Breakfast-Skipping Linked to Type 2 Diabetes

Growing up, your mother probably insisted that breakfast was the ‘most important meal of the day.’ And according to a recent study, mom may be right. Wellness expert, Dr. Michael Roizen, explains.

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CLEVELAND – Growing up, your mother probably insisted that breakfast was the ‘most important meal of the day.’

According to a recent study, mom may be right.

The study looked at data on 96,175 people to see if skipping breakfast had an impact on their health.

“What they found, was that the more people skipped breakfast – the more days a week – the higher their risk of type 2 diabetes,” said Cleveland Clinic wellness expert Michael Roizen, M.D., who did not take part in the study.

In fact, researchers found that just one day of skipping breakfast was associated with a six percent increased risk of developing type two diabetes in comparison with people who never skipped their morning meal.

And the risk rose with each additional day that breakfast was skipped – to as high as 55 percent – if a person skipped breakfast four to five days per week.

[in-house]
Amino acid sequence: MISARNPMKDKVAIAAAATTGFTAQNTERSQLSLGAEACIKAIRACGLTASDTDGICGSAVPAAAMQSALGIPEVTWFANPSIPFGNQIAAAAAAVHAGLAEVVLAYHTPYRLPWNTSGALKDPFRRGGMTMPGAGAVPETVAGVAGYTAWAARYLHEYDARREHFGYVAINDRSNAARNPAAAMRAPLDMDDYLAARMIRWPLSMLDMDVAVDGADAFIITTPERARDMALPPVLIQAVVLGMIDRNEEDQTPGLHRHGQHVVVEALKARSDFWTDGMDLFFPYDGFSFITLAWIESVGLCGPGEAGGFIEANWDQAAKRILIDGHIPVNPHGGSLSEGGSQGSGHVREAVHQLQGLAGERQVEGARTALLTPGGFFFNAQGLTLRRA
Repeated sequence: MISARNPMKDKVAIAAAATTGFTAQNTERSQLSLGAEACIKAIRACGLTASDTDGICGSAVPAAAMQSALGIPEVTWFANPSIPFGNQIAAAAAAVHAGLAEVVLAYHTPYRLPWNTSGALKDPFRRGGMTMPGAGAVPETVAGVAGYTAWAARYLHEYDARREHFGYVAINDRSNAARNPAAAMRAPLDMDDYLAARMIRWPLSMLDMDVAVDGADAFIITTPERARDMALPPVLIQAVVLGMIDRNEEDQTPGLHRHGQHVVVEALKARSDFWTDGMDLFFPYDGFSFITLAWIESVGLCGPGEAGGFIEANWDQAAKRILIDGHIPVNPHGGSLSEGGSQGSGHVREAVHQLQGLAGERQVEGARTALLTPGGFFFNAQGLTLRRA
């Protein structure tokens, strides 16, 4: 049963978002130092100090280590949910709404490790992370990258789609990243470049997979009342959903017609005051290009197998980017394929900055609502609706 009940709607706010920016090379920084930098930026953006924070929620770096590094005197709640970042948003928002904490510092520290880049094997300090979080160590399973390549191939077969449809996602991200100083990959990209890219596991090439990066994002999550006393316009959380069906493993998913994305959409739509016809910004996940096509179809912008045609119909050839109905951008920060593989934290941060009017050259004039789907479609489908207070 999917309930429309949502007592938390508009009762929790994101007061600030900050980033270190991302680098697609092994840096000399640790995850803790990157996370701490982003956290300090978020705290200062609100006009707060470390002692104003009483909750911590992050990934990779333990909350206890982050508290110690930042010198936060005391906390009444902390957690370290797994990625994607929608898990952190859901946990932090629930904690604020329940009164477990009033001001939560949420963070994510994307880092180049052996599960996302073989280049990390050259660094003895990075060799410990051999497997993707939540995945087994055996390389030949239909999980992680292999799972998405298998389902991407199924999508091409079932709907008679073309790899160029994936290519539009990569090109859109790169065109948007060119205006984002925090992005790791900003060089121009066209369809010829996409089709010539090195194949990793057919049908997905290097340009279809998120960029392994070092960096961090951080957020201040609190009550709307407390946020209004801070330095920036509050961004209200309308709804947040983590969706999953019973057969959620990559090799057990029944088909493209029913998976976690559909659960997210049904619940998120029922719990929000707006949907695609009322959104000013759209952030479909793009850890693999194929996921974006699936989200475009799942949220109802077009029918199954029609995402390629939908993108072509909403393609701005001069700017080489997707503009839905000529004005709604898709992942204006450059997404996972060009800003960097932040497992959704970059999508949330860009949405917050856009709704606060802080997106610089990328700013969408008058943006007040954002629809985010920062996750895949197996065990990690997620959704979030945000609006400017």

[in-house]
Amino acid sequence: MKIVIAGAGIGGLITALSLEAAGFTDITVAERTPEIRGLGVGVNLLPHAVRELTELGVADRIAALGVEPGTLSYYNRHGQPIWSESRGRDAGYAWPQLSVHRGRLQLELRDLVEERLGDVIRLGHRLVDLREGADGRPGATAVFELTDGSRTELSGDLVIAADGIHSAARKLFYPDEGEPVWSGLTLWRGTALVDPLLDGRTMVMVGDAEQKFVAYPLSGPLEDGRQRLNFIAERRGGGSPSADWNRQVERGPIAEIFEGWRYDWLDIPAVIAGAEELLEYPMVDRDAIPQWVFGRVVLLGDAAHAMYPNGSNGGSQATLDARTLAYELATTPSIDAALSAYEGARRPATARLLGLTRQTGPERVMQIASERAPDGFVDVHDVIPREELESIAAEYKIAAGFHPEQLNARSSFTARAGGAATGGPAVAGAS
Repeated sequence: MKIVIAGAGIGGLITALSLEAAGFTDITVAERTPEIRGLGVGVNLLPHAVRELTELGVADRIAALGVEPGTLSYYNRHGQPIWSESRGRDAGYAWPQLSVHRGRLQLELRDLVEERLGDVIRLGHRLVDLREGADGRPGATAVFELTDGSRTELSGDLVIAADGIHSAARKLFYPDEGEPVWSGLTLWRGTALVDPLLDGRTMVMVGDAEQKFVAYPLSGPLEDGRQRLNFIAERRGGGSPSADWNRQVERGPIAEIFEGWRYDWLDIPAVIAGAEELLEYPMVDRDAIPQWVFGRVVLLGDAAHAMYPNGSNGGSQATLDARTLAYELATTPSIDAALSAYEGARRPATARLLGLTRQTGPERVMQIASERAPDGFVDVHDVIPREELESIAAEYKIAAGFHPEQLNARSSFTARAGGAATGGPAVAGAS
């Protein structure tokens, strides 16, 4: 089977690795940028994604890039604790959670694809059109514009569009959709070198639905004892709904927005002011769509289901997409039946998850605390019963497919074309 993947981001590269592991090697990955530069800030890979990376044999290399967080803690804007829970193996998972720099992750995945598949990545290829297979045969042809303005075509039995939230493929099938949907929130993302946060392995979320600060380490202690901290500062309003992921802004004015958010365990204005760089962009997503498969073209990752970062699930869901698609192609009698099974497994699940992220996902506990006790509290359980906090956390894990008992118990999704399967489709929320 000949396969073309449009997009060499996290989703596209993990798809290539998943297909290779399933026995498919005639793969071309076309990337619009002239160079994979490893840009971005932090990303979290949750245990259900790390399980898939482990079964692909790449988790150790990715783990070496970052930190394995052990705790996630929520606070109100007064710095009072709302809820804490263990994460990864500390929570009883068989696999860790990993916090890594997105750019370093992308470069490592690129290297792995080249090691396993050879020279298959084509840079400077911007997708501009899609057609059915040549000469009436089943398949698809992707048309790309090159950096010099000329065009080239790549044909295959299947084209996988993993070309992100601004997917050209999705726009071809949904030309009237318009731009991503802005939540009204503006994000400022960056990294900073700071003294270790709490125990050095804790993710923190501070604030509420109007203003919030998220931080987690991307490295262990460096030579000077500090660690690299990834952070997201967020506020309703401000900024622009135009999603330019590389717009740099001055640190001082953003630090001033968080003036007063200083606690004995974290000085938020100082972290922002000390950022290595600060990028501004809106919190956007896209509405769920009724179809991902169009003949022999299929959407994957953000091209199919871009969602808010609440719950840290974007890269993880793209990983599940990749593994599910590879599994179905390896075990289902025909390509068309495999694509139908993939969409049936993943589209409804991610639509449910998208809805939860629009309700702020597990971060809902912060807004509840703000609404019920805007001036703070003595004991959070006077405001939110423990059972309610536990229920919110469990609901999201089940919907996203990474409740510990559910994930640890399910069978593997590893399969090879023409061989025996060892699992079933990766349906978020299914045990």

Dr. Roizen said it’s best to eat your carbs at breakfast, because the morning is the time when your body is the most insulin-sensitive.

He suggested people think of breakfast as the new ‘dinner’ in order to avoid a spike in blood sugar later in the day.

To get the most out of your metabolism, Dr. Roizen recommends eating most of the day’s calories during the daylight hours and not late into the evening.

“Eat only when the sun is out or when the sun is supposed to be out,” he said. “Eat more early, eat less later; and don’t stereotype food – you can eat ‘dinner’ food for breakfast.” 

More than 100 million Americans are living with diabetes or pre-diabetes, according to the U.S. Centers for Disease Control and Prevention.

Complete results of the study can be found in The Journal of Nutrition.


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